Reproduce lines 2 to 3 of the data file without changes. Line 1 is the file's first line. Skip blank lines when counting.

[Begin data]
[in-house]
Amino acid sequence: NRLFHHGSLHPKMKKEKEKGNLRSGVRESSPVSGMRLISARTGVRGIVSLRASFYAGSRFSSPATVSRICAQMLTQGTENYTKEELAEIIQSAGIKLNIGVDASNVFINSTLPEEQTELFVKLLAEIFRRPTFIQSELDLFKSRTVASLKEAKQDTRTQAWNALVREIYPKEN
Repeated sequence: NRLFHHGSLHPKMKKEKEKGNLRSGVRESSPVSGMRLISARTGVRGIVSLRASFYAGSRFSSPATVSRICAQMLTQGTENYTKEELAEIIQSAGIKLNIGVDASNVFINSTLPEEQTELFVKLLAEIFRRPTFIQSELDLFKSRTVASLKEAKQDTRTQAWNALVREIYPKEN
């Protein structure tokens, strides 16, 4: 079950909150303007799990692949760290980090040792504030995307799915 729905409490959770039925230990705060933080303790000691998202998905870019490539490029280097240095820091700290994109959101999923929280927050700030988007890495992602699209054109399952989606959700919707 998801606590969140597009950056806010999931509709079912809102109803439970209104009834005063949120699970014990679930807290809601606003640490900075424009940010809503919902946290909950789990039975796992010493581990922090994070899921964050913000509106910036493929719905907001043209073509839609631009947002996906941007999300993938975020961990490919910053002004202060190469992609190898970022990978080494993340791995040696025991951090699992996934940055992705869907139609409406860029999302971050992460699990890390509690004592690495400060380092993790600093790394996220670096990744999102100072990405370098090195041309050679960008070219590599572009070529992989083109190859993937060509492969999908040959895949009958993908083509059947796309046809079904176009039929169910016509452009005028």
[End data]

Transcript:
Amino acid sequence: NRLFHHGSLHPKMKKEKEKGNLRSGVRESSPVSGMRLISARTGVRGIVSLRASFYAGSRFSSPATVSRICAQMLTQGTENYTKEELAEIIQSAGIKLNIGVDASNVFINSTLPEEQTELFVKLLAEIFRRPTFIQSELDLFKSRTVASLKEAKQDTRTQAWNALVREIYPKEN
Repeated sequence: NRLFHHGSLHPKMKKEKEKGNLRSGVRESSPVSGMRLISARTGVRGIVSLRASFYAGSRFSSPATVSRICAQMLTQGTENYTKEELAEIIQSAGIKLNIGVDASNVFINSTLPEEQTELFVKLLAEIFRRPTFIQSELDLFKSRTVASLKEAKQDTRTQAWNALVREIYPKEN